Thankfully it doesn’t happen often these days, but I’ve had my share of car trouble through the years. I’ve never really driven a junker in the classic sense, but have had older cars, and also owned a Chevy Blazer for a while. So, I’m familiar with the concept. I’ve been stranded on the sides of roads, paid four-figure repair bills, and nearly been driven to a nervous breakdown by the frustration of it all.
And I used to return to work, and tell everyone about my latest “adventure.” You know, back when I didn’t know any better — when I was young and dumm. Nowadays I tell very few people about such things, because I know their reactions are likely to be… unsatisfactory.
I’m not sure what I’m hoping for, exactly. But when the roles are reversed I always say something along the lines of “Oh, man. That sucks. Is everything OK now? Anything I can do to help?” That last part is optional, depending on who I’m talking with. If I feel like there’s a possibility they might actually take me up on it, I leave it off.
But I try to listen, and react in a sympathetic manner. I’m far from perfect, but that’s generally how I handle such things. Unfortunately, my approach seems to be rare. It happens, but not often.
Today I’m going to attempt to list the most common (and annoying) reactions to news of car trouble, and you guys can help remind me of the ones I’ve left out. How’s that sound? Good, let’s go!
These are the people who are just waiting for you to take a breath, so they can begin talking. And it usually starts with, “Oh, that’s nothing… this one time…” And they’re off and running on some long-winded story that takes place in the summer of ’87, featuring their cousin Bumpy and a blue El Camino, or whatever the fuck.
“That’s nothing” is the part that’s truly offensive. The rest of it is just narcissism, or something similar. These folks go through life broadcasting, and never receiving. Know what I mean? Certain words or phrases act as triggers, and it sets them off on yet another story, in which they’re the star. They have no interest in hearing about your situation, it’s simply a jumping-off point for them.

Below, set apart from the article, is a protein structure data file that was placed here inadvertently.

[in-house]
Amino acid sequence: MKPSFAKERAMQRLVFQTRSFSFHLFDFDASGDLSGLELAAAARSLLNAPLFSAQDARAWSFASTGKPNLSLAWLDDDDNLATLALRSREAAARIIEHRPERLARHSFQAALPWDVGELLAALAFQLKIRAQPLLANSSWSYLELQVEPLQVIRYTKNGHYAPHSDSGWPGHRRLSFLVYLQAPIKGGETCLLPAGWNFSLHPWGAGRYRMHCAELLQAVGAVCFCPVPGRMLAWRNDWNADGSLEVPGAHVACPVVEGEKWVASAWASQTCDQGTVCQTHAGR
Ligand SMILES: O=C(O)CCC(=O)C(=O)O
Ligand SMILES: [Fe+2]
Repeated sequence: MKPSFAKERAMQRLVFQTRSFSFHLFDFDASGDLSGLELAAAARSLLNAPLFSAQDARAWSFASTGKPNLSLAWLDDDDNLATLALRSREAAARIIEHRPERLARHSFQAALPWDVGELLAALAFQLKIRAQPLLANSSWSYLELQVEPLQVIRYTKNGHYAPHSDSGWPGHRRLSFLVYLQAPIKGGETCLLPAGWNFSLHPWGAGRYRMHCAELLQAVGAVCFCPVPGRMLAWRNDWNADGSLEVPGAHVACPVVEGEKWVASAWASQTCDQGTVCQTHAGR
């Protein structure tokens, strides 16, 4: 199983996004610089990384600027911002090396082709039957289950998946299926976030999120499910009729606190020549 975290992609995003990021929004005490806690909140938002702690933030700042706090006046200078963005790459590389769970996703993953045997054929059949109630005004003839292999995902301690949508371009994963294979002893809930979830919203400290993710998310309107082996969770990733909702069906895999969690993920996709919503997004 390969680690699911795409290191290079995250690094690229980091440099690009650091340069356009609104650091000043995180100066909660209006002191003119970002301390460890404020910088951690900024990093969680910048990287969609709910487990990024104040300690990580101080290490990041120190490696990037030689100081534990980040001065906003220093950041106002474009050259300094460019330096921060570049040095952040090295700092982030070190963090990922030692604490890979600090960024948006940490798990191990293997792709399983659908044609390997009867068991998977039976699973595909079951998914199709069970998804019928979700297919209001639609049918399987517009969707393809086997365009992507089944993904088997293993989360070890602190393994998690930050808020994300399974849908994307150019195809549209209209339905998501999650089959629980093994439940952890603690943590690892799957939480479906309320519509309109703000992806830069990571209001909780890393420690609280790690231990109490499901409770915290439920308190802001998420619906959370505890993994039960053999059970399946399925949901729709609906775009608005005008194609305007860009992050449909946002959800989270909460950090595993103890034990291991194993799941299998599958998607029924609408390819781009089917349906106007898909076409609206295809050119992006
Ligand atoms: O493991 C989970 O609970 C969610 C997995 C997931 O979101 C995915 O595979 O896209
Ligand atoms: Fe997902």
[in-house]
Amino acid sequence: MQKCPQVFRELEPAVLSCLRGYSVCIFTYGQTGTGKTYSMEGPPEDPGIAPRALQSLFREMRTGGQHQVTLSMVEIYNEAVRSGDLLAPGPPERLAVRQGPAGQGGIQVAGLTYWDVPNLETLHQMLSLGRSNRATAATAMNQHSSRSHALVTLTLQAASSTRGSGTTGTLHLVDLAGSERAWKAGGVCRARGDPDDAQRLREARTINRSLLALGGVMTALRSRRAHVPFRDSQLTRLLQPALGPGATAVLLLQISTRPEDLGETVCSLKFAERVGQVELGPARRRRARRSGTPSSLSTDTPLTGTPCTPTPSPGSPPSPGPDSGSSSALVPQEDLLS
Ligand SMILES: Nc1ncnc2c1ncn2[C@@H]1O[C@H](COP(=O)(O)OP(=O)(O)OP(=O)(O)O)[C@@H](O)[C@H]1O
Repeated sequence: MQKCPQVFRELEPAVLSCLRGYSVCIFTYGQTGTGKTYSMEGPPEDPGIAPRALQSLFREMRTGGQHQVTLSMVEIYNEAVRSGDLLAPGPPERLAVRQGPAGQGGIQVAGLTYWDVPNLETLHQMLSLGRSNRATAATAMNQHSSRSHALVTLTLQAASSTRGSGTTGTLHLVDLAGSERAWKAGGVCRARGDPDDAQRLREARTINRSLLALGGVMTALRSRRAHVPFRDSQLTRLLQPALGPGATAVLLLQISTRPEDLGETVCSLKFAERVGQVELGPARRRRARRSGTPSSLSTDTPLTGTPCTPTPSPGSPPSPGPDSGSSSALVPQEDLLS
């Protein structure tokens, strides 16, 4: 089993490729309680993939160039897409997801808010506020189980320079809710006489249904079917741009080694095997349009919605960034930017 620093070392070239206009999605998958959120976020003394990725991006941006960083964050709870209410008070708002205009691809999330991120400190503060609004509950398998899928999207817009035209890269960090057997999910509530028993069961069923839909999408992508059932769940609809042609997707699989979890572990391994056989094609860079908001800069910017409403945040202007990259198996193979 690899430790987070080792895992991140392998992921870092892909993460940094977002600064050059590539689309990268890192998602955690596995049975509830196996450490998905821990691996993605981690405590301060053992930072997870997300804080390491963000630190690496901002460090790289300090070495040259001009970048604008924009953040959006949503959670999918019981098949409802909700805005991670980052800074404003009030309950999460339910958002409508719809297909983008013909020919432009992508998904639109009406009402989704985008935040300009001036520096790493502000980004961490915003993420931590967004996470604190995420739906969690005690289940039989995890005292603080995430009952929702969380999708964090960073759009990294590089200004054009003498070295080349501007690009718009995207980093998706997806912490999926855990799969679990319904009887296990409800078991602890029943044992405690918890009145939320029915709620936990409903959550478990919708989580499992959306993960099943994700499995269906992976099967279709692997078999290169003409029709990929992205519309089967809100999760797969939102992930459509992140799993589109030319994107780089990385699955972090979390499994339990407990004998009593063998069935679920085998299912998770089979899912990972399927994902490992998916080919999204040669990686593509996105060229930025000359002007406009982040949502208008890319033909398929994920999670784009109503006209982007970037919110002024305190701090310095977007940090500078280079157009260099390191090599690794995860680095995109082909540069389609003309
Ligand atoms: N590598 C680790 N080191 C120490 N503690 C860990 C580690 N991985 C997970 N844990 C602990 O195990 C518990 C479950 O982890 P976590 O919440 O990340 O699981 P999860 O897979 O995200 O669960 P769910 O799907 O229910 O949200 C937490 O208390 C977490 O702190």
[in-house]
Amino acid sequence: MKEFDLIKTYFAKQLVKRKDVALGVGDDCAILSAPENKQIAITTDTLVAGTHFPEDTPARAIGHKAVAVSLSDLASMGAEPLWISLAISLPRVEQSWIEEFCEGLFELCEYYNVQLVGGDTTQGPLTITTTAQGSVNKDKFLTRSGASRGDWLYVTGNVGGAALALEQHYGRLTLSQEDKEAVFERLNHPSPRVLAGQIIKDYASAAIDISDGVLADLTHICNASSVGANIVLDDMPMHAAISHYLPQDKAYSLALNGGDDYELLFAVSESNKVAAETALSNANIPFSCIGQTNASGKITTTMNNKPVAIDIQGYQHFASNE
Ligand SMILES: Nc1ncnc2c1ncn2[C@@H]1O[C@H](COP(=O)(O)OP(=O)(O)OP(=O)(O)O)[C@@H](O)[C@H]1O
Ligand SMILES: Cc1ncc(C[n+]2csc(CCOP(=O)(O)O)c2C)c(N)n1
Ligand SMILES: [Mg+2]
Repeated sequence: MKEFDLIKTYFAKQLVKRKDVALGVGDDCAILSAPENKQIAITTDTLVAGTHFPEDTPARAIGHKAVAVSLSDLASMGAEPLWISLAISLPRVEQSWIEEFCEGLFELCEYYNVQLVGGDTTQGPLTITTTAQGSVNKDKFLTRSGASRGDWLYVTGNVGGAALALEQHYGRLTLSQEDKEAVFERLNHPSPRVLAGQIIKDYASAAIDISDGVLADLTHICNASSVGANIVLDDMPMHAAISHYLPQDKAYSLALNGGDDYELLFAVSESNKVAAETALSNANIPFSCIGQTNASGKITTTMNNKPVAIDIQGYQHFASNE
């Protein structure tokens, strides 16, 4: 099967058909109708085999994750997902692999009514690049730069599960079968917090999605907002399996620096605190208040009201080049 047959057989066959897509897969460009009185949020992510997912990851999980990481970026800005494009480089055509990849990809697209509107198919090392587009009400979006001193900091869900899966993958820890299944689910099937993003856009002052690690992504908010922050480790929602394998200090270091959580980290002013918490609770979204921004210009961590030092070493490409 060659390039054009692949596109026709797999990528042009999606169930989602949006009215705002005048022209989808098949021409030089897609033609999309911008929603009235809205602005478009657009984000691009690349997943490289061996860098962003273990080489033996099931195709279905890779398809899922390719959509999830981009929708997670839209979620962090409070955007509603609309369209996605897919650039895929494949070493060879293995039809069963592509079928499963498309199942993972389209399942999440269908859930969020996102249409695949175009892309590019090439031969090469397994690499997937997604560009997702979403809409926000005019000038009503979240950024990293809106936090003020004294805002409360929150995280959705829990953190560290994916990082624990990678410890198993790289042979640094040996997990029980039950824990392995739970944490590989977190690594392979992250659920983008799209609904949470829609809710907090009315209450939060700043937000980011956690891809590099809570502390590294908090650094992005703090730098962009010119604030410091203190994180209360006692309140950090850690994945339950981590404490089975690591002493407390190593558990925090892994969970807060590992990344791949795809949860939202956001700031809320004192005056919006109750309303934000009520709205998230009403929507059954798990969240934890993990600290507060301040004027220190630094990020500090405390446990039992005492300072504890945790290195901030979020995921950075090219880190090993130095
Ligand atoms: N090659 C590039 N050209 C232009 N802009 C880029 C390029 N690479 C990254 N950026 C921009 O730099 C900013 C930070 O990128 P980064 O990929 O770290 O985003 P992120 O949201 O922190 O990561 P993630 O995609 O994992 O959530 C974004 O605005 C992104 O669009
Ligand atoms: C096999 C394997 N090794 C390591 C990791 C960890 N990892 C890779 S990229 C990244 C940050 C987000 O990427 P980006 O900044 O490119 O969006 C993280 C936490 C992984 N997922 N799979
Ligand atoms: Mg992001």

Live exactly like I do
These people listen to two sentences of your story, begin shaking their heads in exasperation, and say, “I don’t know why you don’t just use my guy…”
There’s a hint of blame in there, which is aggravating, but also a deep-seated need for everybody to live exactly the way they do. Have you met people like this? They get irritated if you shop at a different grocery store, use a different insurance company, or take your car to the “wrong” garage.
Their guy is always the best, bar none. And you basically had it coming, because you made rogue choices, and didn’t pattern your life after Patty’s in accounts receivable, or whoever.
The DIY guy
There’s a lot of smugness and judgment in these people. They like to roll their eyes and act like you’re a ballless pussling for not just shimmying underneath your vehicle, right there on the side of Interstate 81, and fixing everything yourself.
It’s always a “simple fix,” followed by a mocking sing-songy breakdown of the procedure: “Just drop the differential, bore-out the Larsen box, re-gap the plaxometer…” Etc., etc.
I don’t know anything about cars and how they work, don’t want to know, will never know, and couldn’t give a single apostrophe-shaped shitlet about any of it. And if you think I’m going to wedge my heft underneath my car, and have both my legs run over by a tractor trailer hauling lawn furniture, you’re out of your goddamn mind.
You can take your Larsen box and ram it deep, and on a slant.
The theoretical bad-asses
These folks wait until you take a breath, then jump in with “Well, I’ll tell you what I’d do…” And it’s all bad-ass from there.
They’d get a lawyer and sue somebody back to the stone age, or go down to the garage and beat the shit out of a few people, or drive the car in question “straight through the front doors” or whatever.
There are lots of folks who like to spin these theoretical tales, based on your current situation, in which they portray themselves as an action hero, straight out of a 1980s buddy-cop movie.
The implication: You’re being a wimp, and should be more bad-ass, like the theoretical me.
There are others, like the Not Enough Empathy guy. They say things like, “Yeah, that sucks. …Did you see the new It’s Always Sunny last night?” Or the Wet Blanket dude: “Ooooh, that sounds bad. That’s going to cost you thousands and thousands…”
Help me complete the list, my friends. Use the comments link below.
And I’ll see you again next time.
Have a great day!
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